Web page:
Cooler here than in Las Vegas.

Larry
 

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I'm so sorry you are dealing with an outbreak of PPMV. I hope your patients have a speedy recovery from hereon in due to your intervention.

Thank you for helping our most neediest of pigeons.
 

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Discussion Starter · #7 · (Edited)
Thanks everyone for your Well-Wishes!


I had spotted another probably PPMV one yesterday, and I know this Pigeon, they are TINY! and had been a tiny for their age Orphan fledgling some months ago, who I raised, socialized to his Wild fellows, and, released. He had been a successful Wild/Feral Pigeon for quite a few months, and I would see him every day.


Anyway, got him rounded up...he would take off and have pretty brutal landings or sudden changes of direction, scaring the heck out of me!...seems no worse for wear thank goodness, and, in a Cage now where those viccisitudes will not be an issue for the time being.

He is a youngish Adult, so, who knows, maybe he can weather through it.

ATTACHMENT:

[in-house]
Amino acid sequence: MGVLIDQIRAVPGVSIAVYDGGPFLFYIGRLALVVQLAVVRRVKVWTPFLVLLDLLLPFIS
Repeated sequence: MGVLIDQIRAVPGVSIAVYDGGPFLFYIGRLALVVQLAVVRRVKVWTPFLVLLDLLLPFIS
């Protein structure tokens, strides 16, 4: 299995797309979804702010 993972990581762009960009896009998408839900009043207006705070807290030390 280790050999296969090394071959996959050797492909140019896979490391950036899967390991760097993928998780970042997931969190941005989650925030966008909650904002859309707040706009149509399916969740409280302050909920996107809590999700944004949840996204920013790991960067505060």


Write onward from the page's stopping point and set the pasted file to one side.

Also, spotted a Fledgling, probably a today-debutant, swollen Throat, open Beak breathing, Crop half full of Water and Seeds...got him rounded up and am waiting for him to calm down before doing a detailed exam. He was pretty freaked out about being corned and rounded up and so on, so..let him calm down a little while.


Oye...


The probable PPMV/Canker/Other-infection also 'Thrasher' pre-adult post fledgling age one, has been peaceful today, yet alert and responsive, so I have him set up merely in a soft trough of rumpled Cloth now where he stays put alright...his one good Eye ( Other Eye might end up alright, hard to say yet ) has that 'Happy' look, so I would say, from what I gather, he is feeling a lot better.


I dare not feed or water him generously, for fear of him getting into some weird position and aspirating, so...small 'soupy' meals...well paced for passing.


We'll see from here!


Phil
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Yikes, Phil!!

I'm so sorry to hear about all the pigeons having these problems! Wonder what's happening?

Don't know if would help but maybe half carrot juice/half water?? Here is why I suggested this...

Carrot Juice

This was passed onto me by several members of the club & friends, I believe it was originally posted on a WOE site. It's a very interesting article.
This may be of interest to a few.....Some of the readers are aware that I actively participate in the racing sport. When shipping birds to a race, often 3500 birds are entered and the watering system (trough) will tend to service 4-500 birds each. Thus, often a recipe for disease.